Berry Scone Recipe Idea

When I walked the field in the fall when I was in the long process of buying the farm, I was very excited to find that all around the edges of the farm there are Autumn Olives growing. They create a prolific crop of small silvery- red, tiny, tart berries each fall that birds love to eat. Fortunately the berry is edible for chickens and humans too, and I harvested many branches for the hens to snack on, and a few pounds to freeze for myself to enjoy throughout the winter.

I’ve been eating them almost daily for breakfast recently, topping yogurt with a handful of berries, a scoop of chia seeds, some rolled oats, and a healthy dollop of maple syrup.

Today though, I wanted to try something different so I looked for a stellar scone recipe and I found one I’m definitely going to stick with:

I generally followed the “Master Scone Recipe” from Sally’s Baking Addiction,  which is my kind of recipe because it explains how to make it your own,  has great comments about successful substitutions, and comes out dang delicious. I’m looking forward to trying out a series of sweet and savory farm-inspired scones! Today’s variety is:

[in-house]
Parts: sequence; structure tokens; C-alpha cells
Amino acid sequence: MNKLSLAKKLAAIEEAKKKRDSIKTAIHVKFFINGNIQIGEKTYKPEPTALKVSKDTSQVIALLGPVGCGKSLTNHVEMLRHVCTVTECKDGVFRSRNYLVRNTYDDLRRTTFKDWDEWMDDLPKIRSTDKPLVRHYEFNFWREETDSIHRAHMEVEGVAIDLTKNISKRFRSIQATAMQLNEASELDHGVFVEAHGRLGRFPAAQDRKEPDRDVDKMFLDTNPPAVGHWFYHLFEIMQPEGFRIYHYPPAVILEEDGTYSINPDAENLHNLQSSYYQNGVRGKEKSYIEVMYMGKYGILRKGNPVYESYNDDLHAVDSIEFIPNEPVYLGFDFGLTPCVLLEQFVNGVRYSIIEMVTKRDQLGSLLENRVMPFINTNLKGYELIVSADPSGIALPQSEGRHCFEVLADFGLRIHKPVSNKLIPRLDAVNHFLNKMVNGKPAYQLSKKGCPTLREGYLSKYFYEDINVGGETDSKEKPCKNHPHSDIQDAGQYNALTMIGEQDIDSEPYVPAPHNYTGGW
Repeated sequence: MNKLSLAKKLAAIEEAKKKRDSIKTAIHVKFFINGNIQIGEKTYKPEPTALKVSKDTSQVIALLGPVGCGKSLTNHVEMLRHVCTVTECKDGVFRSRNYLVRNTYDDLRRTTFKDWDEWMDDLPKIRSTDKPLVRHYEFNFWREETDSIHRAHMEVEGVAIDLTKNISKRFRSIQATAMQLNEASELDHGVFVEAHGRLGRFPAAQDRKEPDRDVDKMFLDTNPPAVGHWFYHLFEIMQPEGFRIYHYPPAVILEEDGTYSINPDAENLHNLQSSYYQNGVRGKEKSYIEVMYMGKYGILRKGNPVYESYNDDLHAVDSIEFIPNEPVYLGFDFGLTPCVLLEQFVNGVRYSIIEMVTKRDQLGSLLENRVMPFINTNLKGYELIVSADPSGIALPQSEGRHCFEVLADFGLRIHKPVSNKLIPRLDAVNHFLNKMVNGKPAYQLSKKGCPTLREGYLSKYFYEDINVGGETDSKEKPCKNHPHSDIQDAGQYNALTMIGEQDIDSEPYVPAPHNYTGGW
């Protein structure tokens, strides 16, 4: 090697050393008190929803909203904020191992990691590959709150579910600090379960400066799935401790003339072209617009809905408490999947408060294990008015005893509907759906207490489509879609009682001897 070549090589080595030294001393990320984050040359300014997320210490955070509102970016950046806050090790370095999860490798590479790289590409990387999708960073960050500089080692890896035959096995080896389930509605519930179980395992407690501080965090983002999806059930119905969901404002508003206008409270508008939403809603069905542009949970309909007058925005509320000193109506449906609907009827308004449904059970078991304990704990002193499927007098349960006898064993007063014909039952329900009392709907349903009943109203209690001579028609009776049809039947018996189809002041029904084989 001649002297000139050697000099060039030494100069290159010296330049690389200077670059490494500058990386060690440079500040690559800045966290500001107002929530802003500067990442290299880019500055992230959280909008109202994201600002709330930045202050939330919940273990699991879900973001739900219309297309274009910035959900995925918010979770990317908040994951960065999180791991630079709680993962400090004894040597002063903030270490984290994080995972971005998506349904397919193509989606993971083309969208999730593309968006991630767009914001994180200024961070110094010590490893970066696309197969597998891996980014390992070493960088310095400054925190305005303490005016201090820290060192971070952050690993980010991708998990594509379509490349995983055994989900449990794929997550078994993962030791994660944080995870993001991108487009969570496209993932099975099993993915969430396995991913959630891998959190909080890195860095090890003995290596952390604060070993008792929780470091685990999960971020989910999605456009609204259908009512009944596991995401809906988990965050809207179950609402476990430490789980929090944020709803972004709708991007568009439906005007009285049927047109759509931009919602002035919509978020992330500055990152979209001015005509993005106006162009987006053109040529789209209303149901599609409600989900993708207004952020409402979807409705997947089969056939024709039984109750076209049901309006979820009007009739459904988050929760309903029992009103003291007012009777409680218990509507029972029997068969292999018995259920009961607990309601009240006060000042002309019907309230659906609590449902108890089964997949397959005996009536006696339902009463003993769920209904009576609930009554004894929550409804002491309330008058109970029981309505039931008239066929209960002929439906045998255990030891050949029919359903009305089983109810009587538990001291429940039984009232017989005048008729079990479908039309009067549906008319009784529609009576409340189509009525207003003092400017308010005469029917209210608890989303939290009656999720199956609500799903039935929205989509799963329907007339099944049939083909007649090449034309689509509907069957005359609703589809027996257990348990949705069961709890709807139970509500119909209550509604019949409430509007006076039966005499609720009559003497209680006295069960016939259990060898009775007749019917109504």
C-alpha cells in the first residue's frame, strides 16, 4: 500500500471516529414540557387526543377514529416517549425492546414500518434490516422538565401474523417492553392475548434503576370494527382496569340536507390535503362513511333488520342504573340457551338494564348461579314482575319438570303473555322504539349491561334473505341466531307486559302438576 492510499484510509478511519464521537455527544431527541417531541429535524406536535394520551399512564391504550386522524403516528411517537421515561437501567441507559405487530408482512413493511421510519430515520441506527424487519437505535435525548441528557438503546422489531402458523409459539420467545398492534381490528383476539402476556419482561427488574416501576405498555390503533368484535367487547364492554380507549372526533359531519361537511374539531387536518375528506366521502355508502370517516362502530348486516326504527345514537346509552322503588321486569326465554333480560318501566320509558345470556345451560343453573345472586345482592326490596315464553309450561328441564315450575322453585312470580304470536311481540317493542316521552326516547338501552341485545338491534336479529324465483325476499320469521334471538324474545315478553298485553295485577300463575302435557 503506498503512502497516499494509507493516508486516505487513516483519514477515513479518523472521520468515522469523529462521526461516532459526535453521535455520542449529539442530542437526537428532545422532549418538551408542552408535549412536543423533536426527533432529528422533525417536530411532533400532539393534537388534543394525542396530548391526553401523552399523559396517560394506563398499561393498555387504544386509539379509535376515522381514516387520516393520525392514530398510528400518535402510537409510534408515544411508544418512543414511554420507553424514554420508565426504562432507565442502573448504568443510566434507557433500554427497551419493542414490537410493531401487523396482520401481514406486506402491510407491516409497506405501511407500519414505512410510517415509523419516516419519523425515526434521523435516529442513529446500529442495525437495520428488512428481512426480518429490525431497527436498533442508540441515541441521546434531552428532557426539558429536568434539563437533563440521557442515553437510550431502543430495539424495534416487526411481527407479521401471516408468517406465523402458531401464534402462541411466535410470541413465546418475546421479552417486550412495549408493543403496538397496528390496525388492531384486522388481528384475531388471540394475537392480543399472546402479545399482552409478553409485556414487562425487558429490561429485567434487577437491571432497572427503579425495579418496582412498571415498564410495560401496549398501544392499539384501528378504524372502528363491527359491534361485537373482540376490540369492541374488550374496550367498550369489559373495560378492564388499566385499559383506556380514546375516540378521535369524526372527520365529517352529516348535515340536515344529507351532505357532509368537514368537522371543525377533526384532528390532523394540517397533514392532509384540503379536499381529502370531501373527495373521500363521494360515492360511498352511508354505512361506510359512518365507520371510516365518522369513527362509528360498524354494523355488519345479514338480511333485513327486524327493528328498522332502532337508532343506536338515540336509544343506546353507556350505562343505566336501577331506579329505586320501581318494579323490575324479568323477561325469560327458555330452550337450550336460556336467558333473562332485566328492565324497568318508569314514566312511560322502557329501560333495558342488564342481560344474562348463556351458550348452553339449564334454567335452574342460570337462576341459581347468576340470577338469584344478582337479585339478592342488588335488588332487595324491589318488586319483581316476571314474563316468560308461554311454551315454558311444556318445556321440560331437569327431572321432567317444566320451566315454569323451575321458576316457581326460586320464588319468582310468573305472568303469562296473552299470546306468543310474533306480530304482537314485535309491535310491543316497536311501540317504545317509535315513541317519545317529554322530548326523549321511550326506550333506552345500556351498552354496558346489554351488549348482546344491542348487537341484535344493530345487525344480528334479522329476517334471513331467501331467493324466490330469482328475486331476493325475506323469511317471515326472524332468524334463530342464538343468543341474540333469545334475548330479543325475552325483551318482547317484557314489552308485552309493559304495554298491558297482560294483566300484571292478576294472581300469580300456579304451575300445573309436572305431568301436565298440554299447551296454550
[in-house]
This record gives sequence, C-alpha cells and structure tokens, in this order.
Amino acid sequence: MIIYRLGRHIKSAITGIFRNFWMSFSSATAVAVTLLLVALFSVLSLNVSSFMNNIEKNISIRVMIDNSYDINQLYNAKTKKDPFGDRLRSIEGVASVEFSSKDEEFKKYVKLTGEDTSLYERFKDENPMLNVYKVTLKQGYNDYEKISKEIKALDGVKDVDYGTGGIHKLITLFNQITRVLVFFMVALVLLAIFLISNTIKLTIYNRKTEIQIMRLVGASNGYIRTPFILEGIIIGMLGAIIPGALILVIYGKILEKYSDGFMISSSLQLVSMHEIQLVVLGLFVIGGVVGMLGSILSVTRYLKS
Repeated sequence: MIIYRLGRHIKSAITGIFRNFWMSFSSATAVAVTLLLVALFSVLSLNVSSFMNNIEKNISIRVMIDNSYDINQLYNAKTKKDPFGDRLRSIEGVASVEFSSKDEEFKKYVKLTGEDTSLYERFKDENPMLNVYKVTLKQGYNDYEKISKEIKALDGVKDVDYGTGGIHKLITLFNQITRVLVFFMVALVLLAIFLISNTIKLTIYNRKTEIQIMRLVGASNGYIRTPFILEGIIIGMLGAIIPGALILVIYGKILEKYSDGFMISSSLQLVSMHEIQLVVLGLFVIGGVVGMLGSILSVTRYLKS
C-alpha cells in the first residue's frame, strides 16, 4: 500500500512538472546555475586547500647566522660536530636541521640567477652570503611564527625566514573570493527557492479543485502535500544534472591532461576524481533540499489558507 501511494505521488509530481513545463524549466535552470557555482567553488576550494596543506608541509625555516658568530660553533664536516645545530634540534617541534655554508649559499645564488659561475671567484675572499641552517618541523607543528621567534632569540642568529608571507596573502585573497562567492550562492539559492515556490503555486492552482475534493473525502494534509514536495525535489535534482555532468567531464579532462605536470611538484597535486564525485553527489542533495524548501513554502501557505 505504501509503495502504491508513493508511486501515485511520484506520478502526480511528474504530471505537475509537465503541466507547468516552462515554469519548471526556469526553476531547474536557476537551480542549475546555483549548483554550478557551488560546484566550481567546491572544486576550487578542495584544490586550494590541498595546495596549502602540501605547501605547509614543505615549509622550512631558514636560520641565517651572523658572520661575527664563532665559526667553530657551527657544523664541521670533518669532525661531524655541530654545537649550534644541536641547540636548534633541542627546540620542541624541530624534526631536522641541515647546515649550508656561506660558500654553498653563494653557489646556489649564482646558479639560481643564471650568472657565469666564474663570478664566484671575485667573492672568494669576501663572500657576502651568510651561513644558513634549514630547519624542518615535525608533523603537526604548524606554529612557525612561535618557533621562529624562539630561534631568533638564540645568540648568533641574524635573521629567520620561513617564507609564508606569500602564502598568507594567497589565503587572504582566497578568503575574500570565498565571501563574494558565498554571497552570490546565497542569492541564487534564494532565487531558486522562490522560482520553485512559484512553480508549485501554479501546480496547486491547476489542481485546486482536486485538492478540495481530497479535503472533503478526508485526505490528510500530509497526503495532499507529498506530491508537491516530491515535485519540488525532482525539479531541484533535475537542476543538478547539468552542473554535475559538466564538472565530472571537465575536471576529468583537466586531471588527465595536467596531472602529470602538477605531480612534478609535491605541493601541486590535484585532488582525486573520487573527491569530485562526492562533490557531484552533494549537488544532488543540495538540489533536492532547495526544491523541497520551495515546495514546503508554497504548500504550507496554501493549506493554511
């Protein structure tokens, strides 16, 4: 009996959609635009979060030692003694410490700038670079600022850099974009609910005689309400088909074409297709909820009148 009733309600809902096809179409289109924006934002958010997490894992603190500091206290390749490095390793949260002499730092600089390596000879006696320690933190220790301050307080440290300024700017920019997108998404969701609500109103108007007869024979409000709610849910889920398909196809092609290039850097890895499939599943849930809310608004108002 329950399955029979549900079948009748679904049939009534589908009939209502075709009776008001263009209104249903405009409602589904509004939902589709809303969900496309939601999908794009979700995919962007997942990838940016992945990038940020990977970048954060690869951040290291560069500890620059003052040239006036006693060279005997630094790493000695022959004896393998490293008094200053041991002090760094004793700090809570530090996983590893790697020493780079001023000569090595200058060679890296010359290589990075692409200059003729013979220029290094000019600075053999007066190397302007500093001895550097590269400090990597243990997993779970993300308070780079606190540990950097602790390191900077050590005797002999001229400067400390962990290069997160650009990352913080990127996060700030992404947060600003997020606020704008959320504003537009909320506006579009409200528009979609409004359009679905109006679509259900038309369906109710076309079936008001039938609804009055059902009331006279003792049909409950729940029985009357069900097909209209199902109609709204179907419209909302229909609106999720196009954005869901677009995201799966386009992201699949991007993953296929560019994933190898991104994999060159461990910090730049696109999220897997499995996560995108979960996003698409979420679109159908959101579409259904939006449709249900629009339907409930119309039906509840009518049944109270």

Autumn Olive Clementine Scone

Clementine peel is one of my favorite add-ins to rice and it worked so well in these scones, too. Easier than orange zest, just finely chop the whole peel and eat the snack inside!

I subbed in Stonyfield organic plain whole milk yogurt for the heavy cream, only because it is what I had on hand. This being my first try with scones, I didn’t really know the right dough moisture/consistency and worried that it was too dry while mixing the wet/dry/add-ins, so I splashed some coconut milk, then realized the berries were thawing and the butter was melting so it seemed too wet, but anyhow I set panic aside to chill, and forged ahead, with no regrets.

The flavors were great, the texture fantastic, and since they came out of the oven at a perfect afternoon tea time, I plated up a warm scone, brewed up a pot of earl grey, stuck my pinky in the air, and enjoyed thoroughly.

What’s next:

Basil currant?

Rosemary beet?

Spinach scallion?



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